If you, or a family member or friend has been recently diagnosed with pulmonary hypertension (PH), it is likely you will have lots of questions. We hope you find this section helpful.
PH isn’t always easy to explain, and many people confuse the condition with high blood pressure. The following explanation may help:
Pulmonary hypertension (often shortened to PH) is a rare and serious condition that causes high blood pressure in the blood vessels connecting the heart and lungs (the pulmonary arteries).
When a person develops PH, the walls of the pulmonary arteries become stiff and thickened, or blocked by blood clots. This makes it difficult for them to expand; and trying to pump blood through these tightened, narrowed, scarred or blocked arteries puts increasing strain on the right side of the heart as it tries to do its job. The essential task of pumping blood into the lungs to pick up oxygen which can then be circulated to every cell in the body becomes much harder.
After you have been diagnosed with PH your specialist PH team will discuss treatment options with you. The treatments you receive will depend on the type of PH you have and how severe it is.
Decisions about treatment will be made together with you, so you will be fully involved. Please do not be afraid to ask questions or voice any concerns; remember, the team are there to help.
There are nine specialist PH centres in the UK and Ireland which look after people with PH. You can choose which specialist centre you are treated at.
The UK’s network of specialist centres are world-leading, so rest assured you will be in good hands.
You normally only visit your specialist PH centre once or twice a year, although sometimes you may need to visit it every 3 or 4 months.
There is currently no cure for most types of PH, but a range of highly advanced treatments help to control symptoms and ensure you can enjoy a good quality of life. You can find out more about these treatments here.
Some people with PH, who do not respond to treatment therapies, may undergo a lung and / or heart transplant. Whilst this will mean they no longer have PH, it does come with significant complications and is a big decision. Find out more about transplant surgery and PH here.
Patients with a type of PH called Chronic Thromboembolic Pulmonary Hypertension (CTEPH) may undergo surgery to remove the blockages in their pulmonary arteries and this can potentially be curative. Click here for more information.
This is a very common question but one that is not simple to answer. PH is classed as a ‘life-shortening’ or ‘life-limiting’ disease, but the outlook is different for each person. It depends on a number of things:
Overall, the outlook for people with PH has improved dramatically over the last 20 years. This is because of the introduction of new, effective treatments for PH.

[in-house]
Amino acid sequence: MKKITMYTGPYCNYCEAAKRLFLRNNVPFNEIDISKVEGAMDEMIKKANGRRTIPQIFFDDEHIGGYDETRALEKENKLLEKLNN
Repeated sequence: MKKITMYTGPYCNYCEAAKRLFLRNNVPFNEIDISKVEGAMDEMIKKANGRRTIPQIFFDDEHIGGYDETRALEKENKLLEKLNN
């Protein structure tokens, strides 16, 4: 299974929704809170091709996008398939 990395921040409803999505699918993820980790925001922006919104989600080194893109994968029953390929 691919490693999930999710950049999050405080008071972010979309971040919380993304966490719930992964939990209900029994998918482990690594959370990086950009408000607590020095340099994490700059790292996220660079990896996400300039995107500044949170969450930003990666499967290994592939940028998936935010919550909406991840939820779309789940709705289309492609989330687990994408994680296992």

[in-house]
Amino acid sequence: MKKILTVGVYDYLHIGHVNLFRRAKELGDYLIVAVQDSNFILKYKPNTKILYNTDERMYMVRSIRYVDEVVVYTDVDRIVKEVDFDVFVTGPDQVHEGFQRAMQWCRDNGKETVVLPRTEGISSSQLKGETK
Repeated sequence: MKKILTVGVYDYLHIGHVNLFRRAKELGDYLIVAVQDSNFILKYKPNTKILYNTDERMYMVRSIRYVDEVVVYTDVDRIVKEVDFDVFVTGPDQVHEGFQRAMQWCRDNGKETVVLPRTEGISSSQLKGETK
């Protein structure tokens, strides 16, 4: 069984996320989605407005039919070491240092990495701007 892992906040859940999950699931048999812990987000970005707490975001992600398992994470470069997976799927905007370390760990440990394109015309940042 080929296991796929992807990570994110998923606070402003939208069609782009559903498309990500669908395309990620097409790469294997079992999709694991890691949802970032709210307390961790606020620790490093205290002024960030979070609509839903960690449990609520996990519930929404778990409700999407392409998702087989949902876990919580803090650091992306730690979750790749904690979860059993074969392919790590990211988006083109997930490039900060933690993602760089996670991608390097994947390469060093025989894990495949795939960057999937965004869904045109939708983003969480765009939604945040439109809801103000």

You may see some literature make reference to an ‘average life expectancy’ for someone with PH. We do not believe this is accurate or helpful, due to the reasons highlighted above.
It is also worth remembering that an ‘average’ can be influenced by many different things and whenever an average is used to represent an uncertain quantity, it ends up distorting the results because it ignores the impact of the variations.
Please speak to your specialist team about prognosis, and they will be able to discuss this with you based on your individual circumstances.
There are several different treatments available for PH. These include conventional treatments (often called supportive or background therapy) and targeted treatments.
Some treatments for PH can help improve symptoms and some may slow disease progression and reverse damage to the heart and lungs.
For more information about different treatments for PH visit the Treatments section, or talk to your specialist PH team.
Your specialist PH team will discuss the best treatment options with you. If you have any questions or concerns, don’t hesitate to ask.
Having PH will affect you on a day-to-day basis but that doesn’t mean it has to stop you doing the things you like.
You may feel more tired than usual or become breathless doing simple tasks such as housework or walking up stairs. You may have to take your treatments at certain times of the day, which could impact on daily activities.
There is lots you can do to make life easier. Be kind and patient with yourself; it may take time to get used to new routines or a new ‘normal’, but there is lots of help available.
Targeted medication for your PH will be free, but unfortunately you will still be required to pay for other medication you may take, even if this is connected to having PH. For example, blood thinners, pain relief or antibiotics will still carry a prescription charge unless you are exempt for other reasons (please click here to check if you qualify for exemption).
If you pay for your prescriptions and you require more than one per month, it is cheaper to get a prescription pre-payment certificate (PPC) – which lets you get as many NHS prescriptions as you need for a set price. Find out more and order a PPC here.
If you have any questions that are not covered by this section, please call our team on 01709 761450 or email firstname.lastname@example.org and we will do our best to help.